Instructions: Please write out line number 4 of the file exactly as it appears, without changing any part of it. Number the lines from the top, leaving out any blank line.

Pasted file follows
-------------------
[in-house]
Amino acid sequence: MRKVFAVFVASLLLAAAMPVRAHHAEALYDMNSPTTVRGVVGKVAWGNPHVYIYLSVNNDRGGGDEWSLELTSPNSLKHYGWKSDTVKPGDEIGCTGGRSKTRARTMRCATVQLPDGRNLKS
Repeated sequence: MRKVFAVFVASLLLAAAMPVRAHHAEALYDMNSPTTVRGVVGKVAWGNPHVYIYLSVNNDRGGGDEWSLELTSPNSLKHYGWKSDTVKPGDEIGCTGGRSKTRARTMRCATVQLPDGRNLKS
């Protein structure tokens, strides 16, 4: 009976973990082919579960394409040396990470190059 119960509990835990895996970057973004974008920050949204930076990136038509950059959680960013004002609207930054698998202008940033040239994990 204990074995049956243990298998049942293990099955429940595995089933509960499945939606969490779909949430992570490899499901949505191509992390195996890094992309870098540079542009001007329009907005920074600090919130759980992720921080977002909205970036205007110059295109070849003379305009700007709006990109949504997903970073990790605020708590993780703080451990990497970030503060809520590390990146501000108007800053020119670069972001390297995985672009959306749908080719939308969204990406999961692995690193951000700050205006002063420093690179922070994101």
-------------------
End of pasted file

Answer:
């Protein structure tokens, strides 16, 4: 009976973990082919579960394409040396990470190059 119960509990835990895996970057973004974008920050949204930076990136038509950059959680960013004002609207930054698998202008940033040239994990 204990074995049956243990298998049942293990099955429940595995089933509960499945939606969490779909949430992570490899499901949505191509992390195996890094992309870098540079542009001007329009907005920074600090919130759980992720921080977002909205970036205007110059295109070849003379305009700007709006990109949504997903970073990790605020708590993780703080451990990497970030503060809520590390990146501000108007800053020119670069972001390297995985672009959306749908080719939308969204990406999961692995690193951000700050205006002063420093690179922070994101």